How Ken Griffey Jr. Transitioned from Baseball to Photography

Ken Griffey Jr. watching a home run

Life is a journey, and if you become obsessed with looking for happiness, thinking that the next venture is what will culminate into the ultimate joy, then you will continue missing out on the little things that matter. Such thinking is what led to someone warning us about destination addiction; the idea that until we get the ideal job, partner, family, or house, we can never be happy. However, not all of us will be satisfied in the life we are living, and we are always seeking more; be it money or excitement. Unfortunately, it usually is too late when we realize that we had all we needed to be happy in the first place. That’s what led former baseball player Ken Griffey Jr. to pursue his passion.

Being a celebrity, in whatever field, has its perks and downsides. As a professional athlete or actress, you might have to spend time away from the people who motivate you to get out of bed in the morning. Eventually, you have made it to the Forbes list of the world’s richest but the children for whom you were working so hard, now have families of their own and you are stuck in a big house with the only people keeping you company being the employees. Ken Griffey had his rude awakening late in life, but it has enabled him to make changes in his life, and he never regrets a day in his life. You cannot talk about Major league Baseball without the name Ken Griffey Jr. coming up in the conversation, but now he has put those days behind him and is now focusing on his other passion which is photography. So what made him leave baseball? Let’s check out his story.

Forming a father-son duo

The Jacksons Five still are remembered for being an all-brother music group, and in 1989, a family duo was created this time in the sports world. Ken Griffey Jr. was the first player to be selected by the MLB draft in 1987, and he joined the American League Seattle Mariners. At the same time, his father Ken Griffey Sr. was an outfielder for the Cincinnati Reds, and the two made history for being the first father and son to play in Major League Baseball ever. Upon his son signing to play for the Mariners, Ken Griffey Sr. also asked to be traded to the Mariners in 1989 and two played together until Ken’s father retired in 1991.

Making his mark on the field

Ken was impressive on the field, causing him to take home for the years from 1991 to 1999, the American League Gold Glove Award. Additionally, he clinched the Most Valuable Player Award in 1997 by having 56 home runs, and 147 RBIs. Everyone has a moment that makes them unforgettable, and for Ken, one of those is when his team played against the New York Yankees. Ken already held a grudge against the Yankees saying that the manager always kicked him out of the clubhouse reasoning that children do not belong there. His dislike for the team also stemmed from the fact that according to him they treated Ken’s father badly and maybe that is what fueled him to beat the Yankees during the American League Decisive Series where they missed being eliminated by a whisker.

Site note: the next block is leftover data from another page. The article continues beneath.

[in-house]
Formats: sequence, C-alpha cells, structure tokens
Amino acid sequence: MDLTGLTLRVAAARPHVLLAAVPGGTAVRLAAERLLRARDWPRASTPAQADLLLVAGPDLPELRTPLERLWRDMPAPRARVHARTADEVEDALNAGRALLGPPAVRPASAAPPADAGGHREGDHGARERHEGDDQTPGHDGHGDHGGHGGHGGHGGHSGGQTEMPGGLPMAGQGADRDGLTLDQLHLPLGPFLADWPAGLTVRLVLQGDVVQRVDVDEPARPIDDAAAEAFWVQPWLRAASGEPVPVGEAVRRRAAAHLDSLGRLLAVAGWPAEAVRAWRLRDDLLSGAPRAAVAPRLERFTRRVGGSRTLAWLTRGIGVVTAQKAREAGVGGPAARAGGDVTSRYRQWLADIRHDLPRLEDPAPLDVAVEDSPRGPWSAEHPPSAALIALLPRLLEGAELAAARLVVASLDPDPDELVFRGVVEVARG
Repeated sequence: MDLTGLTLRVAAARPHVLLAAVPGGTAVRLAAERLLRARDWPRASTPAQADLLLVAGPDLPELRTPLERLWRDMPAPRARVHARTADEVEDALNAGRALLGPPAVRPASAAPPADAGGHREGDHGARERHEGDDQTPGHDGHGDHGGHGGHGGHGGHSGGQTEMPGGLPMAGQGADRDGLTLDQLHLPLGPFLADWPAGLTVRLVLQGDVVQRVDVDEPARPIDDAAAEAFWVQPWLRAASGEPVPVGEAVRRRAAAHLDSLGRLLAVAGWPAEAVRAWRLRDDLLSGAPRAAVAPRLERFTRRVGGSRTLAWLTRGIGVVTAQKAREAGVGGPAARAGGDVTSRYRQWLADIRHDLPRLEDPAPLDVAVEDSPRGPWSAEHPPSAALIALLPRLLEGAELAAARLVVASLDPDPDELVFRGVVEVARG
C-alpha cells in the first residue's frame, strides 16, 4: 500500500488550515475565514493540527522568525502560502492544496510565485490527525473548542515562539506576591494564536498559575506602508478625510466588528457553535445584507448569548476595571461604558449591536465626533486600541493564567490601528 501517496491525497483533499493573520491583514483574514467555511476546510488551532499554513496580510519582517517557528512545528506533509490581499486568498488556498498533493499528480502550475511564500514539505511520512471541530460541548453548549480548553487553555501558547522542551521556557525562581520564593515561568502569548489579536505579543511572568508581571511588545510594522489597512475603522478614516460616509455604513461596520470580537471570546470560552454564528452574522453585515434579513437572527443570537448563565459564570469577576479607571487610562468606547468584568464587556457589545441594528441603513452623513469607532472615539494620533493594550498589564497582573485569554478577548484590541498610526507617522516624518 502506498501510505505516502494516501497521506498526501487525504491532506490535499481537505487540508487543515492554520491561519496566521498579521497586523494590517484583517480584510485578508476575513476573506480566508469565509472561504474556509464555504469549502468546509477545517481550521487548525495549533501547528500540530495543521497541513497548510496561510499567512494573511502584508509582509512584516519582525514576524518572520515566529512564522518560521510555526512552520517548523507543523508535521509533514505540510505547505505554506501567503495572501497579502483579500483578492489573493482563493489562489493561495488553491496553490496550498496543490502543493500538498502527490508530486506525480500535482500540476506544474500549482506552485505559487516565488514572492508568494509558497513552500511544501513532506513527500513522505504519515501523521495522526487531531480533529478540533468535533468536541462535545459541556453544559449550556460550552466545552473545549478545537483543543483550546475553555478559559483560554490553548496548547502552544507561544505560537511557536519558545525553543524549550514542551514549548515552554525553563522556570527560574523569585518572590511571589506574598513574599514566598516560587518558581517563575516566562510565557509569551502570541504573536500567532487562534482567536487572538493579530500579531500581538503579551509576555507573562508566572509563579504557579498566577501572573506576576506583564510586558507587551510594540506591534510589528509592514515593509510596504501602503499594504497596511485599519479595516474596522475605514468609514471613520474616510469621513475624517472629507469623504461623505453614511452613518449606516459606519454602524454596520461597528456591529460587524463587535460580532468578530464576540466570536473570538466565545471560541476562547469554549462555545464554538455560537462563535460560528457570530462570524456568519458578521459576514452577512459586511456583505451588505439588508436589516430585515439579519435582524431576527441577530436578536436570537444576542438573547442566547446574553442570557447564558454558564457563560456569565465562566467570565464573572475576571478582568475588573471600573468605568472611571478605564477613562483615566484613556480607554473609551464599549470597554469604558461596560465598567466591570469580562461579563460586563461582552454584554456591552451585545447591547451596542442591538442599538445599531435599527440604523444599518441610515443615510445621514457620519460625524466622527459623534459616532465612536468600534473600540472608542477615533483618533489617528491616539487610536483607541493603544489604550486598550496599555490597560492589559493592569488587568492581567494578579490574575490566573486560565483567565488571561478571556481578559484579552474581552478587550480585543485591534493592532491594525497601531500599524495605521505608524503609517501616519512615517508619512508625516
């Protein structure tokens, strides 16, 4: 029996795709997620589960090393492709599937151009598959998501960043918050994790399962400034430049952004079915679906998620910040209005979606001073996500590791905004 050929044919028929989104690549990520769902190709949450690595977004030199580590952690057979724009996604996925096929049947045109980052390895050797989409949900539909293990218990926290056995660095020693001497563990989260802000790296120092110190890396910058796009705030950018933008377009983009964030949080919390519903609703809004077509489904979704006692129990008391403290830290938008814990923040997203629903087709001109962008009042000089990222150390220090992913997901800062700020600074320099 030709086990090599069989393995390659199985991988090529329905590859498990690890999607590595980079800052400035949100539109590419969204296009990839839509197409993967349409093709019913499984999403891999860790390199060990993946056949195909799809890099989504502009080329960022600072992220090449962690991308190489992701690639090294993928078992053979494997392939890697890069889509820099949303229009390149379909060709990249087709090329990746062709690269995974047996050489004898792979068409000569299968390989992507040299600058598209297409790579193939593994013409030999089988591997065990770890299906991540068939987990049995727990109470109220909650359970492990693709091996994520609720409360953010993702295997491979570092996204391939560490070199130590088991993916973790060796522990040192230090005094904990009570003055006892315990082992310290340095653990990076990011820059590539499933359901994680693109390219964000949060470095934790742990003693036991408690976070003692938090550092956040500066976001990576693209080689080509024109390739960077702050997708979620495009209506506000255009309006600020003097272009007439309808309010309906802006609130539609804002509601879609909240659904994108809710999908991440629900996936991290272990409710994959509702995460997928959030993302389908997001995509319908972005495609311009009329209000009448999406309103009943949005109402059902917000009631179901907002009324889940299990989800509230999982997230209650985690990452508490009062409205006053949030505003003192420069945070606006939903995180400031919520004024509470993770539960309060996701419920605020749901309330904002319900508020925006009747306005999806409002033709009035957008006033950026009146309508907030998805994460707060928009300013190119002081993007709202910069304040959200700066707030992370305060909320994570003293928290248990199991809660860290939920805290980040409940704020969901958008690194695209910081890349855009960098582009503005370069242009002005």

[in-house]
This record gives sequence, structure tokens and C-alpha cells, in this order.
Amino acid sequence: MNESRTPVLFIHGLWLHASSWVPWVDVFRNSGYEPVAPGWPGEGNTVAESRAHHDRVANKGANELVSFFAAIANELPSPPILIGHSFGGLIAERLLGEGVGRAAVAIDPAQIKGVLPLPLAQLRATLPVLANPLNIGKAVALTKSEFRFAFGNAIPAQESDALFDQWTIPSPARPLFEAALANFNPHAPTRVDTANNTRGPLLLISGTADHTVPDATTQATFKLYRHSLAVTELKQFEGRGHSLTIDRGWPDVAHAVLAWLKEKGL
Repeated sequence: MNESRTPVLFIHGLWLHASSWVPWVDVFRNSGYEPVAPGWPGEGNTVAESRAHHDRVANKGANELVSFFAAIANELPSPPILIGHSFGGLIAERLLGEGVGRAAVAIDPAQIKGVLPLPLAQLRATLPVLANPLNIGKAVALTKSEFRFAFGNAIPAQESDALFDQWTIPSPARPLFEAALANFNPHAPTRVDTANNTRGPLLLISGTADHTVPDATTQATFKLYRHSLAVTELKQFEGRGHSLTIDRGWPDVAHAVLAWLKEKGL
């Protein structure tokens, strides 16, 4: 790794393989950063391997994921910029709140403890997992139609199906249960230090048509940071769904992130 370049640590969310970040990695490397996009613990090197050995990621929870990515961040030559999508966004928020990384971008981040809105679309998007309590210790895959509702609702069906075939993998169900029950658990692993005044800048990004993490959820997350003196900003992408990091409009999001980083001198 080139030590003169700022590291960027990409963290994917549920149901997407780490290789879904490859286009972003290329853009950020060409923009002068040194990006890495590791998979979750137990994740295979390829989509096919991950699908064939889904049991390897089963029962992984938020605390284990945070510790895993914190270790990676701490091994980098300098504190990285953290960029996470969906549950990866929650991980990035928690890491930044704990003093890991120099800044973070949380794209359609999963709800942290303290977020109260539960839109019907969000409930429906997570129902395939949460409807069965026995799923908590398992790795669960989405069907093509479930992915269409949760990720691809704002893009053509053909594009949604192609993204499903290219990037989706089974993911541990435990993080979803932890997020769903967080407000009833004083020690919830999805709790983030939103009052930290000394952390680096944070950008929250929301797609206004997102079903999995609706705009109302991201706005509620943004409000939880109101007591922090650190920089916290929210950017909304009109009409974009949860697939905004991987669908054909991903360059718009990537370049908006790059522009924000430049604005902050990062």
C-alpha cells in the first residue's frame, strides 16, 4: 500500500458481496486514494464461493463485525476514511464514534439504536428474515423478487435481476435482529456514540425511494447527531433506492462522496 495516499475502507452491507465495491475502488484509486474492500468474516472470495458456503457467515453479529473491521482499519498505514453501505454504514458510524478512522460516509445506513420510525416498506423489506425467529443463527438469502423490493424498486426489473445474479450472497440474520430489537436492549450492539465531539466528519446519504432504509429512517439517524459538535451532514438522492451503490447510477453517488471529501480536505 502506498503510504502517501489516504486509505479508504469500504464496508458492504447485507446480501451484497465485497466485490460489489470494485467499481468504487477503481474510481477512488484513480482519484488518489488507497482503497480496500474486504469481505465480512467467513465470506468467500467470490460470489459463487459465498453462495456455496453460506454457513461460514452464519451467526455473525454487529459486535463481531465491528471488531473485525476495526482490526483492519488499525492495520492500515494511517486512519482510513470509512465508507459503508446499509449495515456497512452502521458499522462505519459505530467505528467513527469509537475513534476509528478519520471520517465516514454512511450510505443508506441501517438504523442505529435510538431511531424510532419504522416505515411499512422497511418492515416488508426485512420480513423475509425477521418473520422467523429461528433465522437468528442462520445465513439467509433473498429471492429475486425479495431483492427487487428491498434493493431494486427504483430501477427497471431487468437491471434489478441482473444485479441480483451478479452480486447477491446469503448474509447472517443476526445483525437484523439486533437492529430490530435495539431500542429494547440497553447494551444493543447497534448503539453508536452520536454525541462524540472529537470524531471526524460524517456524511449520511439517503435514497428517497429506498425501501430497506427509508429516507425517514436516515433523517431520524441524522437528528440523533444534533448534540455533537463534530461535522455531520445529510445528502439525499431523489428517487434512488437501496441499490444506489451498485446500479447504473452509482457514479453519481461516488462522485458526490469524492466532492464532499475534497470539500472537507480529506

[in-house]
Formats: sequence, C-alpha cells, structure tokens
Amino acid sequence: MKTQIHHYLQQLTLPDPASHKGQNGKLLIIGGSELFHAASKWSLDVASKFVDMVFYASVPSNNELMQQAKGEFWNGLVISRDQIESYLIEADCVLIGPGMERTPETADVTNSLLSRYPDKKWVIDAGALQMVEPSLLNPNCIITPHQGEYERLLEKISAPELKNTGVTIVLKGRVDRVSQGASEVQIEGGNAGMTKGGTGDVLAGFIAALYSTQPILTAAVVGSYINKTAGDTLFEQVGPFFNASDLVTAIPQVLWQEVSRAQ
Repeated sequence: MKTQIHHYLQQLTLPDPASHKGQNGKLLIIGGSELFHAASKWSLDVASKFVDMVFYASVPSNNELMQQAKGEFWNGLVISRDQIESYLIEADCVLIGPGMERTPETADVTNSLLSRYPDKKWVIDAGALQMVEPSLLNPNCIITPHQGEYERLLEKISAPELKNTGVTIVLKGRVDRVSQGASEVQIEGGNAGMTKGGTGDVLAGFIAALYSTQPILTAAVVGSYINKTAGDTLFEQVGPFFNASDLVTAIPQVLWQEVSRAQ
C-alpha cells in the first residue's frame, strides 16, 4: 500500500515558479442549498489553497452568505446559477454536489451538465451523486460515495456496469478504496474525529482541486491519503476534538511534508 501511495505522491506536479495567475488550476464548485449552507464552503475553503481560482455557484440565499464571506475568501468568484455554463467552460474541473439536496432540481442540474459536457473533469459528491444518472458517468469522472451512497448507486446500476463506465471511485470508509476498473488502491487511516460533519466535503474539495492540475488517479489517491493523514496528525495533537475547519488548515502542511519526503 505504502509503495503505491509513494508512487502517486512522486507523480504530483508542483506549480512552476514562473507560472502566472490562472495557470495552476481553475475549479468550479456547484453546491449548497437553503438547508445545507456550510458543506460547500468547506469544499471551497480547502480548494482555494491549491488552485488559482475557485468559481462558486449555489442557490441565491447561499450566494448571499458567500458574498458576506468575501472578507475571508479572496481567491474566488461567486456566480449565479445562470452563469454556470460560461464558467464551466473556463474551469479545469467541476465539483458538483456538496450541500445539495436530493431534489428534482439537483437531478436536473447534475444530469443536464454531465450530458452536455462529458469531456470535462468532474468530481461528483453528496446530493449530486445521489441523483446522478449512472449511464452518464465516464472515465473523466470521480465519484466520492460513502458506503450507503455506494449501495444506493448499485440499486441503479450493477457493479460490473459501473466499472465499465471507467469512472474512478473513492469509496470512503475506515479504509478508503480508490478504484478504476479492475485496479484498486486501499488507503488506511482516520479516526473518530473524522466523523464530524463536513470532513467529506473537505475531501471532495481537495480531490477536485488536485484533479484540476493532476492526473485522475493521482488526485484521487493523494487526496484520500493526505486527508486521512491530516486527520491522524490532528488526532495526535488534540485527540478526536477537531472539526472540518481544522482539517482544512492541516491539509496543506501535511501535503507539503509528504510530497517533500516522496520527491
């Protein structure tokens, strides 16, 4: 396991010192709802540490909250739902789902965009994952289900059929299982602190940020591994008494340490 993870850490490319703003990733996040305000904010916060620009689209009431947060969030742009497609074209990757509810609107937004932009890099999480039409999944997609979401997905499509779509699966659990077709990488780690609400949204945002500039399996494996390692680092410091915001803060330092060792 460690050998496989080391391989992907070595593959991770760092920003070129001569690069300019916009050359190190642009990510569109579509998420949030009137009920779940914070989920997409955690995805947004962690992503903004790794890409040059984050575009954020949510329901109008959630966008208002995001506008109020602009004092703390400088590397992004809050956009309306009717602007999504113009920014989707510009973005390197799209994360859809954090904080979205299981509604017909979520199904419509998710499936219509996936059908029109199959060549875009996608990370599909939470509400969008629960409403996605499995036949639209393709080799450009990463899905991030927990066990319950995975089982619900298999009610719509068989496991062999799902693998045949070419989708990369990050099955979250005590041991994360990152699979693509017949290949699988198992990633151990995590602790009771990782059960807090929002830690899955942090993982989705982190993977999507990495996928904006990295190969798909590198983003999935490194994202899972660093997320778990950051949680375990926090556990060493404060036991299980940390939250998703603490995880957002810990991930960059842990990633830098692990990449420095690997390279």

Moving closer to home

Death changes people, especially when it is that of those we knew and cared about deeply. For Ken, the transformation happened on October 25, 1999, when Payne Stewart, a golfer that Ken had known from their days of living in Orlando, died in a plane crash. The demise of Stewart impacted Ken in a way that he no longer wanted to live far away from his relatives but also wanted to see his children grow. The best strategy that Ken saw fit was to ask for a trade. Ken, therefore, was traded to the Reds on February 20, 2000, in exchange for several players including a pitcher, outfielder, and minor leaguers. The move, however, was not met by all with a smile; Ken was branded a traitor in the eyes of those in the State of Washington while those in Ohio looked up to him as their hero. Well, you can please everyone, and you always have to do what is best for you and Ken inked a deal that he has been cashing in on even after retiring from the baseball profession. With the trade came a contract running for nine years and worth $116.5 million. While the contract would have expired in 2009, the Cincinnati Reds deferred half of the money so that Ken will continue receiving a check of at least $3.5 million per year, until 2025.

Going into photography

Of course, you do not retire to start pestering your wife and looking over her shoulder as she cooks and does the laundry. Ken decided the best way he can be there for his children is to capture every important moment. As they say, a picture is worth a thousand words, so what better way than to take photographs. Ken has been taking pictures of his son’s games since Trey was seven. The strange thing is when he takes pictures of kids during a game, and they are great, he does not charge the parents anything in return; he only sends them through their mail.

Getting the best photography tips

Ken knew that as iron sharpens iron, so does one man sharpen another. He, therefore, has been working with Scott Clarke of ESPN to get the best photography advice. Ken does not appreciate sugarcoated truth, and that is why he has been able to stick around with Scott, who tells it as it is. While his kids’ games have been his favorite events to cover, he dreams bigger and would want to shoot the Olympics, both track and field. That is not to say he has not been traveling the world to share some of the most memorable events; he recently was a photographer at the Opening Series in Tokyo Dome. Although he is yet to have his own website to showcase his photographs, he never misses to update them on his Instagram where his more than 556k fans are always encouraging with the thousands of likes.


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